Public radio from Western Michigan University 102.1 NPR News | 89.9 Classical WMUK
Play Live Radio
Next Up:
Available On Air Stations
Interviews with news makers and discussion of topics important to Southwest Michigan. Subscribe to the podcast through Apple itunes and Google. Segments of interview are heard in WestSouthwest Brief during Morning Edition and All Things Considered

WSW: How Generous And Accessible Is A College Scholarship Program?


Michelle Miller-Adams says she and her colleagues at the Upjohn Institute for Employment Research launched The Promise Database to show how the design of scholarship programs have different impacts.

Miller-Adams, who is a Research Fellow at the Upjohn Institute and a Political Science Professor at Grand Valley State University, says says she had been sorting programs by various features for years. Miller-Adams says two indicators the Promise Database examines are “saturation” and “intensity.” Miller-Adams describes “saturation” as how many students are likely to receive a scholarship. The Kalamazoo Promise has high “saturation” since every student who graduates and attends the district at least through high school gets some aid to pay for college. She says “intensity” is “how big a carrot,” or how generous the program is for students.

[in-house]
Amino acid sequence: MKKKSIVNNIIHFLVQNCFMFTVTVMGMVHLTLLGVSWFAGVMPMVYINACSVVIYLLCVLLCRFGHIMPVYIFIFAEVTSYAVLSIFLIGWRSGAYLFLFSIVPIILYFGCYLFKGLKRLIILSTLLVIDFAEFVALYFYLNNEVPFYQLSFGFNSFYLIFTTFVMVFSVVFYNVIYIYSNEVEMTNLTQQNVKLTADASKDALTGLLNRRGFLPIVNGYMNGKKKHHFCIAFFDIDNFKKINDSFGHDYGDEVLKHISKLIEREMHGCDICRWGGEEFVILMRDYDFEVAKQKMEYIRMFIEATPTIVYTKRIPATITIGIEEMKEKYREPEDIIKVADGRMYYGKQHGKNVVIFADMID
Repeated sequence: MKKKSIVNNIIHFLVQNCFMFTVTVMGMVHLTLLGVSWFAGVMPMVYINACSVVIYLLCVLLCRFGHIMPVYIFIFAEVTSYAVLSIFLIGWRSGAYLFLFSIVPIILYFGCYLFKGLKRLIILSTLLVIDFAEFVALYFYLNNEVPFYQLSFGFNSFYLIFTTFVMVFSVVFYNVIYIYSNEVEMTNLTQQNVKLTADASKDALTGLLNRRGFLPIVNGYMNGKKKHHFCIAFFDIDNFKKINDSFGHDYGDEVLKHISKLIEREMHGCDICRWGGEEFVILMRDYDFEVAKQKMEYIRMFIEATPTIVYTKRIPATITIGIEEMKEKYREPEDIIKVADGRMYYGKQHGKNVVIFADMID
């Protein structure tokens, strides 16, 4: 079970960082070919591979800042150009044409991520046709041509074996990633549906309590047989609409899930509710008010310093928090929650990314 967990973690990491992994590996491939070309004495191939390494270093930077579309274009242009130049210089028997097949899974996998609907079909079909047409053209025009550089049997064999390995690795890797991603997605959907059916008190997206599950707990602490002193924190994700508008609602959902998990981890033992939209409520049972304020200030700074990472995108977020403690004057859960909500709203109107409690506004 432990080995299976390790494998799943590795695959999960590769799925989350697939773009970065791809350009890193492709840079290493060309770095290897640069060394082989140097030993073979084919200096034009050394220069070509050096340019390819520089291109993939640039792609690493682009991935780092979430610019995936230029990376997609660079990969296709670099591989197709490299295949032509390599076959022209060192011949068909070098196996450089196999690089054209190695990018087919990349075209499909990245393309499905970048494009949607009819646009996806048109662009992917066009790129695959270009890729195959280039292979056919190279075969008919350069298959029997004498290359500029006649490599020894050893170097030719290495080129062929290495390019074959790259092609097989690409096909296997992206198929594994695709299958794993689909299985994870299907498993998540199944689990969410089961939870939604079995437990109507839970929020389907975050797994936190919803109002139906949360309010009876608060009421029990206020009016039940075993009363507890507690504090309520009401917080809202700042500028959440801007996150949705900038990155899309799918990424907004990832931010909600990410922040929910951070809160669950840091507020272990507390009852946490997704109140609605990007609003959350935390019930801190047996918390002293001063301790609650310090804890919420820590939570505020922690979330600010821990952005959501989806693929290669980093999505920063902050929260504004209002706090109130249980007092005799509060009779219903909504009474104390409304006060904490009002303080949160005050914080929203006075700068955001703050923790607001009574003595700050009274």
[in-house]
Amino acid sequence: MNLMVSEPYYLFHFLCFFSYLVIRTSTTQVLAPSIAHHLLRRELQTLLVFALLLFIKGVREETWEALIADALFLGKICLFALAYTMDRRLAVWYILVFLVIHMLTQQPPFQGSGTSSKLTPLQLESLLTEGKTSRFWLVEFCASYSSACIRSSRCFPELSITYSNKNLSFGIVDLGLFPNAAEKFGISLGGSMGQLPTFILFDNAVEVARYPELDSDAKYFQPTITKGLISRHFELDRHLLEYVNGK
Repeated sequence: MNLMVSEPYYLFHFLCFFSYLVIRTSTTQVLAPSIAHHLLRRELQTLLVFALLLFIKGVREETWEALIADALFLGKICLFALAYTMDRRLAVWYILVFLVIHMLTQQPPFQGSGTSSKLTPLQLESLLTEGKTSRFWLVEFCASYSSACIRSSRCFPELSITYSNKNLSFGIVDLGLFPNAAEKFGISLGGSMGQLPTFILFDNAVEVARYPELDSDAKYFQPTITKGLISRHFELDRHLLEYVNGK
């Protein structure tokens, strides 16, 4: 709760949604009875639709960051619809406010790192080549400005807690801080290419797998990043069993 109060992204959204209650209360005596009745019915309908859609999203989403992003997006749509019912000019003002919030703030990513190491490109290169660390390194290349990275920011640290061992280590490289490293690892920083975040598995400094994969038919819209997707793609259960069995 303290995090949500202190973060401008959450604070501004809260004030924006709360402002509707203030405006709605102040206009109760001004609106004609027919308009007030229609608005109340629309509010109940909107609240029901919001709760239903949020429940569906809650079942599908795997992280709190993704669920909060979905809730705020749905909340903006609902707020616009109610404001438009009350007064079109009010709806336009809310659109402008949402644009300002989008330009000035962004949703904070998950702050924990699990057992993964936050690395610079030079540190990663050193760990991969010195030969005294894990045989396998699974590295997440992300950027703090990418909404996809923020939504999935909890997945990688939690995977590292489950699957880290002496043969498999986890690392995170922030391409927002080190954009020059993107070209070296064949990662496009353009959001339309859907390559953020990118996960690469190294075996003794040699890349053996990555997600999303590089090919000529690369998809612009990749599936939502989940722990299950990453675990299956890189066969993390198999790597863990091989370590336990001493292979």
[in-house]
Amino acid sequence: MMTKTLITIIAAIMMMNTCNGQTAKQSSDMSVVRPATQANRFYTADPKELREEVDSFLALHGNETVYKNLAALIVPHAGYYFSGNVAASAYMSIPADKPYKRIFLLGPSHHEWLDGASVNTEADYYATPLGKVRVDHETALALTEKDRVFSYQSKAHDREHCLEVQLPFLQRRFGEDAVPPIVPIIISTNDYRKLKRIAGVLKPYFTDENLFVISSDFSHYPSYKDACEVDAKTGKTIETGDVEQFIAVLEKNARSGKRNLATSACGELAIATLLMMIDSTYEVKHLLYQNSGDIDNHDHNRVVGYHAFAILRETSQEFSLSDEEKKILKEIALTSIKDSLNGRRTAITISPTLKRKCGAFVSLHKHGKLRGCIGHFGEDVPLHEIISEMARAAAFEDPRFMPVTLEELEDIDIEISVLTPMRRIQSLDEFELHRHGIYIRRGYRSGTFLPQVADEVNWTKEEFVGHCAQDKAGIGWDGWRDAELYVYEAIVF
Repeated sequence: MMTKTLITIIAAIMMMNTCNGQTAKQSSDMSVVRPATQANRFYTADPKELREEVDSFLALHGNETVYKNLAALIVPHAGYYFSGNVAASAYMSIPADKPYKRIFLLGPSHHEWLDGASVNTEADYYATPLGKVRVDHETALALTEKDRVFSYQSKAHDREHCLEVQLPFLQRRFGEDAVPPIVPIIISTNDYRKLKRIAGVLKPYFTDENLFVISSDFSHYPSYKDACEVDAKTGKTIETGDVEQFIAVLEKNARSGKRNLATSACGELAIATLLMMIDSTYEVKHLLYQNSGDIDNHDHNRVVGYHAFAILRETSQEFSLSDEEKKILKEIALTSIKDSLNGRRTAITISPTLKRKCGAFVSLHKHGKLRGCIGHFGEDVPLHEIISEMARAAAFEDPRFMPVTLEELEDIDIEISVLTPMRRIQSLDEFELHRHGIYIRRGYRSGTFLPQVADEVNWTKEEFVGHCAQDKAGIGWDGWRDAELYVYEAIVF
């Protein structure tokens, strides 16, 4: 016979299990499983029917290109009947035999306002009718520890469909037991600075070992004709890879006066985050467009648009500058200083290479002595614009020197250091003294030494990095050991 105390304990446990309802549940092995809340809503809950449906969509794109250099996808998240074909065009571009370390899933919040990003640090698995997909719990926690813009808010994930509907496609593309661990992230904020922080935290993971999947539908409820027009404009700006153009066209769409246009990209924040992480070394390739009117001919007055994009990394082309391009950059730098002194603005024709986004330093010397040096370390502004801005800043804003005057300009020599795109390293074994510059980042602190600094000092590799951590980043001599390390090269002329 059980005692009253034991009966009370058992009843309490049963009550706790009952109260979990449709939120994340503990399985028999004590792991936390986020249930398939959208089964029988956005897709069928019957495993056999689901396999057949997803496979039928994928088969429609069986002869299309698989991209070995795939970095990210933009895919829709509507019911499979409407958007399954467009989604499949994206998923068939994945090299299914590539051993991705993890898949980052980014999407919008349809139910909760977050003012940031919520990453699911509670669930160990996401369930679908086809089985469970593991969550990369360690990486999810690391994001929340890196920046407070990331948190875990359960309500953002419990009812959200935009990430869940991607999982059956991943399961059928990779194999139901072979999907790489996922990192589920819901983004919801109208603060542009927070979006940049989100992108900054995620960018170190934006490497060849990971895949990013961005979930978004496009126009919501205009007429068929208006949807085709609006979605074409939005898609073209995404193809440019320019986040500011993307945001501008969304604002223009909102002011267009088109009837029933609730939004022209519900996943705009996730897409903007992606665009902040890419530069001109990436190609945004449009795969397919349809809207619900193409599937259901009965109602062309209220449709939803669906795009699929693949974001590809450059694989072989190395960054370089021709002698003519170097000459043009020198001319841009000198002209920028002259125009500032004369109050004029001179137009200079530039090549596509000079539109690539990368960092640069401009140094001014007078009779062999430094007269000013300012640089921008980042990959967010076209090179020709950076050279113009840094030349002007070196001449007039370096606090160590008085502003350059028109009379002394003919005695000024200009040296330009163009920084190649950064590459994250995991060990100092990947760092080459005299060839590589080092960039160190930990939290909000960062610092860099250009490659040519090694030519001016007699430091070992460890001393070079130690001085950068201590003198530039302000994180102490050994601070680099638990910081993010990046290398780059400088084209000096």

Miller-Adams says making those comparisons can help with the design of future scholarship programs. She says families who are relocating can also examine the database to decide where they want to move.

Following the announcement of the Kalamazoo Promise in 2005, other communities began examining whether or not they could begin their own programs. Some states have started paying for two years of community college. Miller-Adams says the term “free college” is a misnomer. She says most programs cover tuition, but there are other costs such as books and living expenses for students. Colleges and universities still have to pay professors, and have other costs as well.

Former President Barack Obama said in his 2015 State of the Union address that community college should be “free and universal” nationwide. While some states have moved in that direction, Miller-Adams says the Politics of publicly funded college at the federal level changed when Donald Trump was elected President in 2016. She says the innovation is now happening in states and local communities

The Upjohn Institute database examines scholarship programs across the country, but Miller-Adams says very few are as generous as the Kalamazoo Promise. Because of the way it is designed, she says the Kalamazoo Promise is a “laboratory to really look at what it means if you go into this business in a big way.”

Gordon Evans became WMUK's Content Director in 2019 after more than 20 years as an anchor, host and reporter. A 1990 graduate of Michigan State, he began work at WMUK in 1996.
Related Content